Find a bank and exchange your American or Canadian Money for Pesos which are much easier to use anyway. This way there is no confusion in trying to figure out how much you owe the cashier for your six-pack.
* Cell Phones and Calling Cards - We have Verizon Cell Phones and were told that we would have a signal the entire time we were in Mexico but would be charged international rates which would equal to anywhere from $1 per minute to $4 per minute.
Thank God we never needed to use them in case of an emergency because we never once got a signal. We were in one spot with another couple while she sat talking on her AT&T phone while my Verizon phone said Service Unavailable. So don't plan on having cell phone coverage in Baja if you use Verizon.
To use a calling card, you must use Telmex cards which can be bought at most convenience stores in many of the towns and villages. At first we were unable to get our AT&T calling cards to work, but Luke Porter sent me an email and said this
"The numbers I use for my AT&T card to call from Mexico are
01-800-288-2872 or 001-800-462-4240. No typos there.
Once we tried the number Luke gave us, everything worked fine. Thanks Luke!
* Internet Coverage - Normally in the United States we use a Broadband Card to stay connected. We were told by our provider we would be charged $.99 per minute to use it in Mexico.
We had so much trouble sending emails while in Baja, we ended up starting a Google Gmail account because our normal email wouldn't work. The only reason we found this out was after sitting in an internet cafe in Mulegé talking about how nothing would work, a fellow American said he was having the same trouble and went to Gmail.
One thing to remember is most places have fast download speeds, but turtle slow upload speeds.
* Specialty Items - Anything that is a specialty item, make sure to bring it with you. I was surprised at the limited availability of just about any RV accessories South of the Border. I don't think we saw any stores where we could have bought a sewer hose, awning parts, jack stands or any item to repair anything that might break.
It's not like in the States where you have a RV Shop around every corner incase you forgot anything. Baja is for an experienced RVer who already has many of the kinks of RVing under their belt. It's not the place to take your brand new RV to to see how you like it.
We did get this email from Chuck after we had mentioned our limited findings on RV Supplies.
Pat and Cindy, Chuck here from
Center in San Jose Del Cabo , as a fellow Michigander, I would like
to let you know that we have the largest stock of repair parts for RV's
in Mexico and if you are still in Los Cabos and if there is anything you
two need for your trailer to make your trip go smother, please let me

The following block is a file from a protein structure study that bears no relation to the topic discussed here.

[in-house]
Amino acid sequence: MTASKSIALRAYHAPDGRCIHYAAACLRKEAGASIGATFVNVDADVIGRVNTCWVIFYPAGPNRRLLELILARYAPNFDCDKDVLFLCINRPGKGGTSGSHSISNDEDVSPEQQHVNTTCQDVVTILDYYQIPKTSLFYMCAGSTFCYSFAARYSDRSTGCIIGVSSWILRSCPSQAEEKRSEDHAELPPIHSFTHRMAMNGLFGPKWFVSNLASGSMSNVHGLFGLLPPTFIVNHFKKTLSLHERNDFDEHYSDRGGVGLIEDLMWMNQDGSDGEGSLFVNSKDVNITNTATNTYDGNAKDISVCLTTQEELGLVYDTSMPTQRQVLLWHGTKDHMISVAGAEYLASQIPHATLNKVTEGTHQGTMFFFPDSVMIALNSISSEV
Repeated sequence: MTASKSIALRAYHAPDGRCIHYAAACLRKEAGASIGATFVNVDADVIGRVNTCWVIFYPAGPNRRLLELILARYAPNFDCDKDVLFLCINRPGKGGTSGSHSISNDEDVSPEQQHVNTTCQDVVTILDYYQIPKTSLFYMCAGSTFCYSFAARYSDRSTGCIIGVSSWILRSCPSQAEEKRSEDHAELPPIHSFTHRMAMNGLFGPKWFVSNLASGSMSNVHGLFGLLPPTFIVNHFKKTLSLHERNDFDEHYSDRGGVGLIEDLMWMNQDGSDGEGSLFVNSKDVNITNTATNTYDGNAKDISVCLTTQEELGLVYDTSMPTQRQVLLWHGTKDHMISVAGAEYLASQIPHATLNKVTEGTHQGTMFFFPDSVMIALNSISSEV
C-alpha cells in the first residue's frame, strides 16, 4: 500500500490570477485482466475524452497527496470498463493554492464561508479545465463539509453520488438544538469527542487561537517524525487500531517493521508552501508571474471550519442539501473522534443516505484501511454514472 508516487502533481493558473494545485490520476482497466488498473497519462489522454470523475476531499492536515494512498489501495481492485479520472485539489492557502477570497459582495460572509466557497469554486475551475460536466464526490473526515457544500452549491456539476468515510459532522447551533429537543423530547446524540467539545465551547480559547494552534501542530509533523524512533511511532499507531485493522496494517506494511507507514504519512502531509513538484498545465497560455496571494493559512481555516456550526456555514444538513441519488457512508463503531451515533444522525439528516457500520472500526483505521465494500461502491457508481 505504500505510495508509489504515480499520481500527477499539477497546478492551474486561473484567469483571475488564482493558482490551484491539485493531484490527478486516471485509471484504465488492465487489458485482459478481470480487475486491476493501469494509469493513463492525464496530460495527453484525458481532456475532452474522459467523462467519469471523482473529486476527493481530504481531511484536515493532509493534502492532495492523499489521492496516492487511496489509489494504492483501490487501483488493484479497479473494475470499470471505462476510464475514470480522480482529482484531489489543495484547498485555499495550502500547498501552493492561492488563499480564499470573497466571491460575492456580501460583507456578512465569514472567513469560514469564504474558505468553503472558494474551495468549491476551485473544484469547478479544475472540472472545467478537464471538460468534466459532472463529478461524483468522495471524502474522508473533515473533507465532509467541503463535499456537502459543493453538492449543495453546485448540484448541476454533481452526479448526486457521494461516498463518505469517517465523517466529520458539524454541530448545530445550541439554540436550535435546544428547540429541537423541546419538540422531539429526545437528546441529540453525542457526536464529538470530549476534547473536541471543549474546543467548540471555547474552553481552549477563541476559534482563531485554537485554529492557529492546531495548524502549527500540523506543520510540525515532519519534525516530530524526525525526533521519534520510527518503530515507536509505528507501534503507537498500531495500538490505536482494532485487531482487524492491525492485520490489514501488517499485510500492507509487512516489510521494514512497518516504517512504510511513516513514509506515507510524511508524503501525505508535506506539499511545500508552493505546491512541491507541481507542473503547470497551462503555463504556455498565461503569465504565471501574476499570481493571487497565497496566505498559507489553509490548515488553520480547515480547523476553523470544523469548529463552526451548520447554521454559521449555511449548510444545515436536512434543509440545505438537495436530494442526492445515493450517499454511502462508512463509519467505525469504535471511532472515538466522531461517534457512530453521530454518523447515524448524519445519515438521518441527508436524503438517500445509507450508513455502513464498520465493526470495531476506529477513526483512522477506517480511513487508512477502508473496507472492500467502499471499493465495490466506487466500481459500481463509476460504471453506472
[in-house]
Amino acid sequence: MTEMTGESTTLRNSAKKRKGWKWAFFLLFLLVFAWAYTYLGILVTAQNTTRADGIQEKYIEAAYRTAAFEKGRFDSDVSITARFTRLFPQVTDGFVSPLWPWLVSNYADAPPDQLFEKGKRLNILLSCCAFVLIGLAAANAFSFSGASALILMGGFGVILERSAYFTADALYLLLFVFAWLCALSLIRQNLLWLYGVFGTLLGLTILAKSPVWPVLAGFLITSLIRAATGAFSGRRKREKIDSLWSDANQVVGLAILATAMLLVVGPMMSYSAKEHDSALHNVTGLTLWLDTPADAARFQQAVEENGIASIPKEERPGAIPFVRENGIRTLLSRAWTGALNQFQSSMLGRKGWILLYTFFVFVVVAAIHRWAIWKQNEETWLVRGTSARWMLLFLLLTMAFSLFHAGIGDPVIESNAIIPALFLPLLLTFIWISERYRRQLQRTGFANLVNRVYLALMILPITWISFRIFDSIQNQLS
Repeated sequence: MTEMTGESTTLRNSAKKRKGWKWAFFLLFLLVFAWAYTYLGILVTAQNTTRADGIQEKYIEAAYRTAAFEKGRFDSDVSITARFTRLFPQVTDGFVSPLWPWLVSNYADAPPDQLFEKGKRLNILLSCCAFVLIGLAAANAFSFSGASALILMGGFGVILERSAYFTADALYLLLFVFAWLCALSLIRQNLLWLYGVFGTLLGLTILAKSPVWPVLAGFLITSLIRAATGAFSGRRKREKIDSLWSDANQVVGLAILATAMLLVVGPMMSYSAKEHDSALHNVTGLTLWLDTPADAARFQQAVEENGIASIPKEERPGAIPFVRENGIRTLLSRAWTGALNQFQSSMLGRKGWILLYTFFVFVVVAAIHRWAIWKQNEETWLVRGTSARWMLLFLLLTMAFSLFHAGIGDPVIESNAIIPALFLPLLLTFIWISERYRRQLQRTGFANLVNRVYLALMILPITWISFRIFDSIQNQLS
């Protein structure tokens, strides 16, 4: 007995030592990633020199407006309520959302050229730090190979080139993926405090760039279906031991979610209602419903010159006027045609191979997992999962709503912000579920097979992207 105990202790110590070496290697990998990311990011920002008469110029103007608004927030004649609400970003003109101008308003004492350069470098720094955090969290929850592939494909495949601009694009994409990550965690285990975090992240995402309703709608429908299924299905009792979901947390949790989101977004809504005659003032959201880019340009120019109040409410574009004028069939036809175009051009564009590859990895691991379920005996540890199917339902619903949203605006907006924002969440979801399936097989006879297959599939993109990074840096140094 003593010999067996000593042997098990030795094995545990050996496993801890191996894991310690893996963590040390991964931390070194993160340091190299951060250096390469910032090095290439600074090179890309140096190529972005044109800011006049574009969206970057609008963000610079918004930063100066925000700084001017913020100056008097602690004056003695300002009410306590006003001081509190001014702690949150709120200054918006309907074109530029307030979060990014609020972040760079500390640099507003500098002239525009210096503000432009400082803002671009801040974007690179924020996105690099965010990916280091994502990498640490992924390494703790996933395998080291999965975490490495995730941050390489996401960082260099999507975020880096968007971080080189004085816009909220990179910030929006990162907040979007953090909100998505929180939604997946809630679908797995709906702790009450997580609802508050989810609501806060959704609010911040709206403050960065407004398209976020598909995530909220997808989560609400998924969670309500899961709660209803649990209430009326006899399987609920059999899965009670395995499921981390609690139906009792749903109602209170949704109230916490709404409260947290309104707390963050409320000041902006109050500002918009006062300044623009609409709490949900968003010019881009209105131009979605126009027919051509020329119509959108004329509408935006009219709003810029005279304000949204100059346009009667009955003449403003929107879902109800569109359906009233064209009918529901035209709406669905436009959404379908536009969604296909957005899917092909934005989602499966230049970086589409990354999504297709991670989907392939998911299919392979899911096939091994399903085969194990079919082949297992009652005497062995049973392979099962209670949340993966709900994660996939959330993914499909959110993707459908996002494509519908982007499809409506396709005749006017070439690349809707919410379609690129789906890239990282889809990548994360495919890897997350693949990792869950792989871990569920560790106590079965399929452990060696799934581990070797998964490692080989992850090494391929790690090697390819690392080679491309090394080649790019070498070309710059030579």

know. If you are in San Jose just stop by and say hi.
Chuck Schmuck from Howell, Michigan
* Bring an Extra Sewer Hose. We normally carry a 20' hose and a 5' hose. We use our 5' hose for when we are just pulling up to the dump station, and the 20' hose for when we're camped with full hook-ups.
What we found in Baja was most campgrounds that had full hook-ups had their sewer taps behind the camper. This means you have to have enough hose to make it a few feet behind your camper. Like I said, you wont find a place to buy more hose once you're down here, so it's best to make sure you have plenty of sewer hose.
* Electrical Surge Protector and proper connectors to make the switch between 15amp to 30amp and if you have a 50amp coach, then make sure you have the proper connections to step down. We didn't have one for our first trip, but next time we come down, I'd make sure to buy one of the Line Conditioners like an Autoformer or one of the Electrical Surge Guards. Most of the Campgrounds only offered 15amp services and the power was very dim and erratic
* Voltage Tester - This is a good tool to have in any RV, but is mandatory in Mexico. One campground we stayed in had such low power, that we just decided to not hook up and pay for the site with no amenities. The voltage would jump from red to green non-stop and we didn't want to risk having anything surged, so we just chose not to plug in.
* Window Awnings or Window Covers. To find a campsite with shade is next to impossible in Mexico, and I cant imagine how hot the camper would have been if we hadn't had the window covers made before we left for the trip. Check out Best RV for great Window Covers.
* Solar Panels or a Wind Turbine and a good set of Deep-Cell batteries. The best campsites are going to be without hook-ups. We camped on Playa Santispac for a week and never had to run our generator due to the power of the sun. There wasn't a cloud in the sky from sun up to sun down and our batteries were never low on power.
I only wish we had a Wind Turbine to generate power from the daily winds that would blow off the ocean. There was never a day that we didn't have a nice breeze that we could have been using to our advantage. If there was ever a place where Solar Panels and Turbines make since, it's Baja Mexico.
* Tires - A good set of tires on anything you bring. This is probably one of the most important items you should have. We cant stress enough how rough the roads are. Luckily for us, we went without incident for 6 weeks.
But we spoke with one guy who said he had 5 flats in 600 miles! He went through a full set of tires and was waiting for another shipment before he could leave. I don't know if he was that overloaded, but all of them were complete blowouts and not something that could just be patched.